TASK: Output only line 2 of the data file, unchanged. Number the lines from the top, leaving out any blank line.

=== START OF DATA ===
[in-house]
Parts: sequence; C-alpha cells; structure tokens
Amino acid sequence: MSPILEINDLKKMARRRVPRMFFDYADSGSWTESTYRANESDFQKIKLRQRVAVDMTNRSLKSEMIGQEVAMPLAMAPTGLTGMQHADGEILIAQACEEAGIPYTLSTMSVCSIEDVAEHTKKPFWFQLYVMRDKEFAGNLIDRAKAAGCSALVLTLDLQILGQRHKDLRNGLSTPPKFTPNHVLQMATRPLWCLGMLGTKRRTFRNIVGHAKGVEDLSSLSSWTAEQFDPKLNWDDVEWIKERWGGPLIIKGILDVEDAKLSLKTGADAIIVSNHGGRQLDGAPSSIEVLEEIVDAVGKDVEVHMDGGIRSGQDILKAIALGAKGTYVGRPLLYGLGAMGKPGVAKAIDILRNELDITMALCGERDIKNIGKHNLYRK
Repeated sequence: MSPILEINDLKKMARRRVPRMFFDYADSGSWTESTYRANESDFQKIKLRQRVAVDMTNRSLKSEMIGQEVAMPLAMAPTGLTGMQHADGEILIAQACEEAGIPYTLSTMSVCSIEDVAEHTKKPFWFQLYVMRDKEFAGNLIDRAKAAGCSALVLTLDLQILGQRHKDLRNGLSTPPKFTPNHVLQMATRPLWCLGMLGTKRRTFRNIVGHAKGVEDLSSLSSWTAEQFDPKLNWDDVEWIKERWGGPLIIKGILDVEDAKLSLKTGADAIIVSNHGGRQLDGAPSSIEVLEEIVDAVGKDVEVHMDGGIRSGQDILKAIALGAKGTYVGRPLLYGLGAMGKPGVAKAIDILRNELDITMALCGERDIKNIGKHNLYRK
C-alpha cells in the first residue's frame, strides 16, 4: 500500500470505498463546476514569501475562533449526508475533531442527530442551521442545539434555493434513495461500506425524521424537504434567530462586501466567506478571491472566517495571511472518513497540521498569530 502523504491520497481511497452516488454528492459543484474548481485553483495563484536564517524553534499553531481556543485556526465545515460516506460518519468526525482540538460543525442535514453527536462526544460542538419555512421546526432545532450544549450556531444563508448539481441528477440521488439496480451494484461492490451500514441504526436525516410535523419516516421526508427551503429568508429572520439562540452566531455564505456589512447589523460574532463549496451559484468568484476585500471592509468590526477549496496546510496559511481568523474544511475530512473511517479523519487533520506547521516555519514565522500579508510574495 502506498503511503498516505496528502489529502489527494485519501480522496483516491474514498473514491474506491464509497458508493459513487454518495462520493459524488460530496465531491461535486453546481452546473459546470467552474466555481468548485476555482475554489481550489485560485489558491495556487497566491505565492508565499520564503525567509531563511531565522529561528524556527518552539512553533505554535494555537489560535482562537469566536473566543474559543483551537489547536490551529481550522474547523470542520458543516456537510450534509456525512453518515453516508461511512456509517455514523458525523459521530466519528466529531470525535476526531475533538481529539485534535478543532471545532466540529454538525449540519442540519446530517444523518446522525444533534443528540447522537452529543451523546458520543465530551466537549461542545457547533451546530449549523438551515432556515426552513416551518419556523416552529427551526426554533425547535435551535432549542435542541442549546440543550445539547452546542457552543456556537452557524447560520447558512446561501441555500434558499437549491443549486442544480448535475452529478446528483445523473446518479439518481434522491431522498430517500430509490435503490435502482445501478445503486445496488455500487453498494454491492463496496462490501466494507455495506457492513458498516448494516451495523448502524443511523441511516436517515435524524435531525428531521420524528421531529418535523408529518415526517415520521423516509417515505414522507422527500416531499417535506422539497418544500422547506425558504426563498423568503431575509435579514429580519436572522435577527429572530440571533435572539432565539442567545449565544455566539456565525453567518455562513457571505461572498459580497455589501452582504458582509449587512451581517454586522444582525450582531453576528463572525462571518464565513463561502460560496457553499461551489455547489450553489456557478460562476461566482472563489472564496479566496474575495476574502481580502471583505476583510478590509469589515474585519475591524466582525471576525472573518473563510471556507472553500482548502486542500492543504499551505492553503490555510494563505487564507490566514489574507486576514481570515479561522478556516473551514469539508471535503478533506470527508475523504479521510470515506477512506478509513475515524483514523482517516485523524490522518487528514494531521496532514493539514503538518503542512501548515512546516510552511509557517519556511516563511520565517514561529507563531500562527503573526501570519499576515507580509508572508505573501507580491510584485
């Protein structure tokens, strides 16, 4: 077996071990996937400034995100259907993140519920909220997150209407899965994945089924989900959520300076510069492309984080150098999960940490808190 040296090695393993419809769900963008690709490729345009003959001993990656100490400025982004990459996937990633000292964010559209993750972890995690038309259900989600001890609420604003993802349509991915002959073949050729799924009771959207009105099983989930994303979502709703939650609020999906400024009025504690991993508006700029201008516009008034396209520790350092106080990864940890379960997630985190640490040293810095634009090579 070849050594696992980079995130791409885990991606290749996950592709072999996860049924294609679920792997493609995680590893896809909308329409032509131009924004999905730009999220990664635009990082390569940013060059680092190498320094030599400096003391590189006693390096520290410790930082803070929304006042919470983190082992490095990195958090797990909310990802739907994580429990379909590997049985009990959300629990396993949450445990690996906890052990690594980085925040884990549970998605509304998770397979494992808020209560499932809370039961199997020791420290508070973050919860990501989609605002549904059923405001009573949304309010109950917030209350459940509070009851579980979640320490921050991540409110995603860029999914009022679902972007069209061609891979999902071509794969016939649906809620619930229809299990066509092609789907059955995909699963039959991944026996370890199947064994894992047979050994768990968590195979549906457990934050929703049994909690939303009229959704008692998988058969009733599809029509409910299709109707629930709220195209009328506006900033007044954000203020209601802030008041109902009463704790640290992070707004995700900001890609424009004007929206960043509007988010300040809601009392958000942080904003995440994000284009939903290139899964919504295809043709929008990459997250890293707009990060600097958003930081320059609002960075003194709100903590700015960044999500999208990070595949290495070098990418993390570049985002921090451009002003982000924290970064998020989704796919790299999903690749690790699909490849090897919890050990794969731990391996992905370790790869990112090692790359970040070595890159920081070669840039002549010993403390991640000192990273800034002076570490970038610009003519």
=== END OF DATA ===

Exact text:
Parts: sequence; C-alpha cells; structure tokens